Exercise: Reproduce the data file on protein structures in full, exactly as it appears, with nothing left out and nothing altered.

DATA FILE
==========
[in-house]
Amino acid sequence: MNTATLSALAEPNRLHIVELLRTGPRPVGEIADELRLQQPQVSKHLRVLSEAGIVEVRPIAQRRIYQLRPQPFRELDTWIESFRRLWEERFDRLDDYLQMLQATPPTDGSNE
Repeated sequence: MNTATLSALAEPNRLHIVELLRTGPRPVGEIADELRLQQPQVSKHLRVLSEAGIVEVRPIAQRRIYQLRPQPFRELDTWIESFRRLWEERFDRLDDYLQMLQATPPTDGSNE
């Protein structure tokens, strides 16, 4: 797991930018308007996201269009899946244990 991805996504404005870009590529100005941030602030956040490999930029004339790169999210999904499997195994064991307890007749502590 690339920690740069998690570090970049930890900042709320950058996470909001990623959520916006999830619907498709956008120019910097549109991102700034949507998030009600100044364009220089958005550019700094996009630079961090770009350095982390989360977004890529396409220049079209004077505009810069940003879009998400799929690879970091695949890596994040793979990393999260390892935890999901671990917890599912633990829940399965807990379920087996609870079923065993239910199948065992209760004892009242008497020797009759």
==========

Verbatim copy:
[in-house]
Amino acid sequence: MNTATLSALAEPNRLHIVELLRTGPRPVGEIADELRLQQPQVSKHLRVLSEAGIVEVRPIAQRRIYQLRPQPFRELDTWIESFRRLWEERFDRLDDYLQMLQATPPTDGSNE
Repeated sequence: MNTATLSALAEPNRLHIVELLRTGPRPVGEIADELRLQQPQVSKHLRVLSEAGIVEVRPIAQRRIYQLRPQPFRELDTWIESFRRLWEERFDRLDDYLQMLQATPPTDGSNE
């Protein structure tokens, strides 16, 4: 797991930018308007996201269009899946244990 991805996504404005870009590529100005941030602030956040490999930029004339790169999210999904499997195994064991307890007749502590 690339920690740069998690570090970049930890900042709320950058996470909001990623959520916006999830619907498709956008120019910097549109991102700034949507998030009600100044364009220089958005550019700094996009630079961090770009350095982390989360977004890529396409220049079209004077505009810069940003879009998400799929690879970091695949890596994040793979990393999260390892935890999901671990917890599912633990829940399965807990379920087996609870079923065993239910199948065992209760004892009242008497020797009759």